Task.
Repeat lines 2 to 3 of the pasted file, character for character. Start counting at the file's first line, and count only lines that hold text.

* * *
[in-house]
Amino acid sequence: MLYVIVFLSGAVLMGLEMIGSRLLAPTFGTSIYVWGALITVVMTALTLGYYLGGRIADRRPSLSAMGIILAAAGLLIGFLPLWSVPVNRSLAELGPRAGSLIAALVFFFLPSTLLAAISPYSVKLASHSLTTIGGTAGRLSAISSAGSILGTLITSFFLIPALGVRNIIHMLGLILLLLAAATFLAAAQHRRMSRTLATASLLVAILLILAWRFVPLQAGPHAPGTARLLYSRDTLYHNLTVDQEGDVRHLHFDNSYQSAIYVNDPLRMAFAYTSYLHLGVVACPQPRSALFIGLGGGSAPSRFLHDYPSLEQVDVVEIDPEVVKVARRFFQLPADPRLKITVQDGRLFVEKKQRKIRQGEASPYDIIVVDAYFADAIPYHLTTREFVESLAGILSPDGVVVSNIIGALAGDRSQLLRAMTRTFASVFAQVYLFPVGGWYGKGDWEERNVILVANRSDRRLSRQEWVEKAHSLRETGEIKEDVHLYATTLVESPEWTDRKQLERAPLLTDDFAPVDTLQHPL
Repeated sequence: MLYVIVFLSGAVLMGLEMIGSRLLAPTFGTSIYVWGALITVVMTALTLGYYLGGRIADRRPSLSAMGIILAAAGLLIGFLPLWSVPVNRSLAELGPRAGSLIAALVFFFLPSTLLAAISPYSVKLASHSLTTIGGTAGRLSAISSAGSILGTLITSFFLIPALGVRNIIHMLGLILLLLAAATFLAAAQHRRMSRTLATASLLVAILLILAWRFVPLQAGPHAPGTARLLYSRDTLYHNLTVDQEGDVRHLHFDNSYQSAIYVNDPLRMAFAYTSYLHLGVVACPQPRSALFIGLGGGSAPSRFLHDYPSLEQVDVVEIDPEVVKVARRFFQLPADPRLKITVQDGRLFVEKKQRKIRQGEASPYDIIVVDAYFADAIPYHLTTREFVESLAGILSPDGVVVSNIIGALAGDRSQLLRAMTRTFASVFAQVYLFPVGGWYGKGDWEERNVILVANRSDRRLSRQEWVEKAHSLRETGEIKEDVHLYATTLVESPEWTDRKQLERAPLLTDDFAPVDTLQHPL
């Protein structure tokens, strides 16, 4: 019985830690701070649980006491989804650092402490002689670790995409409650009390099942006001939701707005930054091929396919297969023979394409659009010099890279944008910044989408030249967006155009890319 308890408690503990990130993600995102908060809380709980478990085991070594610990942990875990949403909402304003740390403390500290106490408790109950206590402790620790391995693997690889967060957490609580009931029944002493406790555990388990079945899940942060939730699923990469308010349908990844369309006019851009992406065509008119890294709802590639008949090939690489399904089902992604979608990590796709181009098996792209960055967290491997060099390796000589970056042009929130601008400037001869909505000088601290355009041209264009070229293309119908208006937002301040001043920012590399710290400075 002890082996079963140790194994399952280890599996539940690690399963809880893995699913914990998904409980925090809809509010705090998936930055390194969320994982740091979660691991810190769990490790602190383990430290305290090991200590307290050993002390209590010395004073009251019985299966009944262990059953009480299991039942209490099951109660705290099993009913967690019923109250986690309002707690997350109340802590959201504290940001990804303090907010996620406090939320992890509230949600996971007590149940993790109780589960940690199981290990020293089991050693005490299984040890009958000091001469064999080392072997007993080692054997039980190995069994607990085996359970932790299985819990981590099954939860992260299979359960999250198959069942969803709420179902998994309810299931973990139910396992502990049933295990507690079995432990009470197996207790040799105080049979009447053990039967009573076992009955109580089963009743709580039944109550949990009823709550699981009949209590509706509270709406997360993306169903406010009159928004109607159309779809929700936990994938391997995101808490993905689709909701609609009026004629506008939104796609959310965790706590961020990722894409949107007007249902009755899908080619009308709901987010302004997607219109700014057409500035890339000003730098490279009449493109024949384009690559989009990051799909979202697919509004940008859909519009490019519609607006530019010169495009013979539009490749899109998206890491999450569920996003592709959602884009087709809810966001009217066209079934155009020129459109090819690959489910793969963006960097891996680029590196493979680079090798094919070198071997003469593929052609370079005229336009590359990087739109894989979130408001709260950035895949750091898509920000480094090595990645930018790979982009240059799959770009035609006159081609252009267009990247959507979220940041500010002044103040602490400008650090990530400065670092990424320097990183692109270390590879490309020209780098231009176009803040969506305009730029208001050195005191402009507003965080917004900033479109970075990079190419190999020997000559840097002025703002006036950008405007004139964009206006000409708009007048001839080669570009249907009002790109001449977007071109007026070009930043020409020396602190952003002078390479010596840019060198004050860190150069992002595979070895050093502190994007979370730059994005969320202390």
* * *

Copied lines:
Amino acid sequence: MLYVIVFLSGAVLMGLEMIGSRLLAPTFGTSIYVWGALITVVMTALTLGYYLGGRIADRRPSLSAMGIILAAAGLLIGFLPLWSVPVNRSLAELGPRAGSLIAALVFFFLPSTLLAAISPYSVKLASHSLTTIGGTAGRLSAISSAGSILGTLITSFFLIPALGVRNIIHMLGLILLLLAAATFLAAAQHRRMSRTLATASLLVAILLILAWRFVPLQAGPHAPGTARLLYSRDTLYHNLTVDQEGDVRHLHFDNSYQSAIYVNDPLRMAFAYTSYLHLGVVACPQPRSALFIGLGGGSAPSRFLHDYPSLEQVDVVEIDPEVVKVARRFFQLPADPRLKITVQDGRLFVEKKQRKIRQGEASPYDIIVVDAYFADAIPYHLTTREFVESLAGILSPDGVVVSNIIGALAGDRSQLLRAMTRTFASVFAQVYLFPVGGWYGKGDWEERNVILVANRSDRRLSRQEWVEKAHSLRETGEIKEDVHLYATTLVESPEWTDRKQLERAPLLTDDFAPVDTLQHPL
Repeated sequence: MLYVIVFLSGAVLMGLEMIGSRLLAPTFGTSIYVWGALITVVMTALTLGYYLGGRIADRRPSLSAMGIILAAAGLLIGFLPLWSVPVNRSLAELGPRAGSLIAALVFFFLPSTLLAAISPYSVKLASHSLTTIGGTAGRLSAISSAGSILGTLITSFFLIPALGVRNIIHMLGLILLLLAAATFLAAAQHRRMSRTLATASLLVAILLILAWRFVPLQAGPHAPGTARLLYSRDTLYHNLTVDQEGDVRHLHFDNSYQSAIYVNDPLRMAFAYTSYLHLGVVACPQPRSALFIGLGGGSAPSRFLHDYPSLEQVDVVEIDPEVVKVARRFFQLPADPRLKITVQDGRLFVEKKQRKIRQGEASPYDIIVVDAYFADAIPYHLTTREFVESLAGILSPDGVVVSNIIGALAGDRSQLLRAMTRTFASVFAQVYLFPVGGWYGKGDWEERNVILVANRSDRRLSRQEWVEKAHSLRETGEIKEDVHLYATTLVESPEWTDRKQLERAPLLTDDFAPVDTLQHPL